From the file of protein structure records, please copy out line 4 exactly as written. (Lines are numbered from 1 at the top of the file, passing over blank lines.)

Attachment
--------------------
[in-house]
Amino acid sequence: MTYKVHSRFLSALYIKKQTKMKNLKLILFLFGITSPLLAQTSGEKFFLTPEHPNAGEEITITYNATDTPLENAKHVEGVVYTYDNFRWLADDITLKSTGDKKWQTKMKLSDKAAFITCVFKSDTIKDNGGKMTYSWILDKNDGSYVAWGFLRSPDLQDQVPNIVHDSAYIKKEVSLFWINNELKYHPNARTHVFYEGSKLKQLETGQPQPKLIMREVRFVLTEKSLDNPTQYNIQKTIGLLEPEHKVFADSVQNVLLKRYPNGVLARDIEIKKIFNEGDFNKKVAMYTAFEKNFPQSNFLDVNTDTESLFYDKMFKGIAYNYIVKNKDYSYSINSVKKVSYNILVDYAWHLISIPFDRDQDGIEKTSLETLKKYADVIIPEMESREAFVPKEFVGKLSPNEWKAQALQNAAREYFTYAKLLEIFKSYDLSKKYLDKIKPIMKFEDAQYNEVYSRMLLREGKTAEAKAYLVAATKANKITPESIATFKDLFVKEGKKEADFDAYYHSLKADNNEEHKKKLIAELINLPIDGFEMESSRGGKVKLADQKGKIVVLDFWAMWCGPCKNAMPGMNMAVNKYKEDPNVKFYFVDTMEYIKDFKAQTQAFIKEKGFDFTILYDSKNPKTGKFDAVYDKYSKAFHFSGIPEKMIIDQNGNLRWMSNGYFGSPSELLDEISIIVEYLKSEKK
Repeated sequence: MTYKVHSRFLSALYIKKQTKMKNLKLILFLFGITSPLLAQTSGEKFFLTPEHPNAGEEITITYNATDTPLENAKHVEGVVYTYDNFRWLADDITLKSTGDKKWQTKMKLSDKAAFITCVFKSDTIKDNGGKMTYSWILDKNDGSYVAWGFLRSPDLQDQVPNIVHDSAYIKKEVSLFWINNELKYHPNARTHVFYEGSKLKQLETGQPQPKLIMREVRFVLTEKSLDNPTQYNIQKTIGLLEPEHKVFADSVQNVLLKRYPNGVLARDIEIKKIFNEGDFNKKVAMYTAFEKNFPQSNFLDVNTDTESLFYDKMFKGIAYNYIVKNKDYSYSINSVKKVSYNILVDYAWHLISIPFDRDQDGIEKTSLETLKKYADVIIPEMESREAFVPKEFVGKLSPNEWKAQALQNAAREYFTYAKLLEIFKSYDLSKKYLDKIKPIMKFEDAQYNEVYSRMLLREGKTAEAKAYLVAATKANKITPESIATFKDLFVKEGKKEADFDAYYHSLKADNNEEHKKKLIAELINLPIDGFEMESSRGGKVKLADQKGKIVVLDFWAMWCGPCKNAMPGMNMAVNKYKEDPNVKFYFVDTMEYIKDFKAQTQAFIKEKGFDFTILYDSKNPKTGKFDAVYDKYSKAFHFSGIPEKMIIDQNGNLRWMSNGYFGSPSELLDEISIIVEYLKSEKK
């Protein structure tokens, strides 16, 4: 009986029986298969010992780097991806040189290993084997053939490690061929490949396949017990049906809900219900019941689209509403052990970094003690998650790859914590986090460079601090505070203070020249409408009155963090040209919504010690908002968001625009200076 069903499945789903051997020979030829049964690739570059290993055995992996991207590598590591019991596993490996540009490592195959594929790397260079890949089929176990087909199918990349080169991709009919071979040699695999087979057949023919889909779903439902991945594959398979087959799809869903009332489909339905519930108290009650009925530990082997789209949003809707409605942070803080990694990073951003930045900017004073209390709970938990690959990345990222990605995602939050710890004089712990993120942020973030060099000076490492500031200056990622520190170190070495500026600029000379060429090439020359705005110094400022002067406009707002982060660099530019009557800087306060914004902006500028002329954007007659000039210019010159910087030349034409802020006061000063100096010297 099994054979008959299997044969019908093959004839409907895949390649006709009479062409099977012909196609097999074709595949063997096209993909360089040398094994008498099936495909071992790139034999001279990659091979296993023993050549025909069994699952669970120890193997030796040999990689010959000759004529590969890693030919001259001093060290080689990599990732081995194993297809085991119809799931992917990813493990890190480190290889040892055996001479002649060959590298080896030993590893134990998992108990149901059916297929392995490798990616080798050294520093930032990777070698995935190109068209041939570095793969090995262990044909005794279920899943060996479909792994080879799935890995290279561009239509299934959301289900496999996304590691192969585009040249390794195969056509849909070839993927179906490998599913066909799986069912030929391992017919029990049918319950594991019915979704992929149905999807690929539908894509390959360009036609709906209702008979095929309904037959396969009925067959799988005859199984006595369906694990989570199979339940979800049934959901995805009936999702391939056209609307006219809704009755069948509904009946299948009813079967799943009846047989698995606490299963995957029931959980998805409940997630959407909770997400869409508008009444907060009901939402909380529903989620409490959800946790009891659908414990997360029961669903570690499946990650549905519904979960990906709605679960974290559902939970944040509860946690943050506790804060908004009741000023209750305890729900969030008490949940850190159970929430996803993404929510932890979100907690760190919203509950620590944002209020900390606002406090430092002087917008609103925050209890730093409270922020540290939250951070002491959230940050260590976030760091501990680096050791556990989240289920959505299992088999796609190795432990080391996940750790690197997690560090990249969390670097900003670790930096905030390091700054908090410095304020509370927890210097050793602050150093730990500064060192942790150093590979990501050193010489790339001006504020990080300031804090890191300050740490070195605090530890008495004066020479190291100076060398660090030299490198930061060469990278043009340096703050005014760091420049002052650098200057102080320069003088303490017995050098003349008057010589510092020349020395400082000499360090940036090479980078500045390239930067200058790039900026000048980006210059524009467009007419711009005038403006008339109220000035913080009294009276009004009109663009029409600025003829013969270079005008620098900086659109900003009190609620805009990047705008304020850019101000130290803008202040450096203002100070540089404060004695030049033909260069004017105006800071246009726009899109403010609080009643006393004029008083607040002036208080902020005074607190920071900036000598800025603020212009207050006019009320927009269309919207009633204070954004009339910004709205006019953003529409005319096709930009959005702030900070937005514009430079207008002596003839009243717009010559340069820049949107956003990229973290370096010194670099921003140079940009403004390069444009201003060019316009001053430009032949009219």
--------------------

């Protein structure tokens, strides 16, 4: 009986029986298969010992780097991806040189290993084997053939490690061929490949396949017990049906809900219900019941689209509403052990970094003690998650790859914590986090460079601090505070203070020249409408009155963090040209919504010690908002968001625009200076 069903499945789903051997020979030829049964690739570059290993055995992996991207590598590591019991596993490996540009490592195959594929790397260079890949089929176990087909199918990349080169991709009919071979040699695999087979057949023919889909779903439902991945594959398979087959799809869903009332489909339905519930108290009650009925530990082997789209949003809707409605942070803080990694990073951003930045900017004073209390709970938990690959990345990222990605995602939050710890004089712990993120942020973030060099000076490492500031200056990622520190170190070495500026600029000379060429090439020359705005110094400022002067406009707002982060660099530019009557800087306060914004902006500028002329954007007659000039210019010159910087030349034409802020006061000063100096010297 099994054979008959299997044969019908093959004839409907895949390649006709009479062409099977012909196609097999074709595949063997096209993909360089040398094994008498099936495909071992790139034999001279990659091979296993023993050549025909069994699952669970120890193997030796040999990689010959000759004529590969890693030919001259001093060290080689990599990732081995194993297809085991119809799931992917990813493990890190480190290889040892055996001479002649060959590298080896030993590893134990998992108990149901059916297929392995490798990616080798050294520093930032990777070698995935190109068209041939570095793969090995262990044909005794279920899943060996479909792994080879799935890995290279561009239509299934959301289900496999996304590691192969585009040249390794195969056509849909070839993927179906490998599913066909799986069912030929391992017919029990049918319950594991019915979704992929149905999807690929539908894509390959360009036609709906209702008979095929309904037959396969009925067959799988005859199984006595369906694990989570199979339940979800049934959901995805009936999702391939056209609307006219809704009755069948509904009946299948009813079967799943009846047989698995606490299963995957029931959980998805409940997630959407909770997400869409508008009444907060009901939402909380529903989620409490959800946790009891659908414990997360029961669903570690499946990650549905519904979960990906709605679960974290559902939970944040509860946690943050506790804060908004009741000023209750305890729900969030008490949940850190159970929430996803993404929510932890979100907690760190919203509950620590944002209020900390606002406090430092002087917008609103925050209890730093409270922020540290939250951070002491959230940050260590976030760091501990680096050791556990989240289920959505299992088999796609190795432990080391996940750790690197997690560090990249969390670097900003670790930096905030390091700054908090410095304020509370927890210097050793602050150093730990500064060192942790150093590979990501050193010489790339001006504020990080300031804090890191300050740490070195605090530890008495004066020479190291100076060398660090030299490198930061060469990278043009340096703050005014760091420049002052650098200057102080320069003088303490017995050098003349008057010589510092020349020395400082000499360090940036090479980078500045390239930067200058790039900026000048980006210059524009467009007419711009005038403006008339109220000035913080009294009276009004009109663009029409600025003829013969270079005008620098900086659109900003009190609620805009990047705008304020850019101000130290803008202040450096203002100070540089404060004695030049033909260069004017105006800071246009726009899109403010609080009643006393004029008083607040002036208080902020005074607190920071900036000598800025603020212009207050006019009320927009269309919207009633204070954004009339910004709205006019953003529409005319096709930009959005702030900070937005514009430079207008002596003839009243717009010559340069820049949107956003990229973290370096010194670099921003140079940009403004390069444009201003060019316009001053430009032949009219």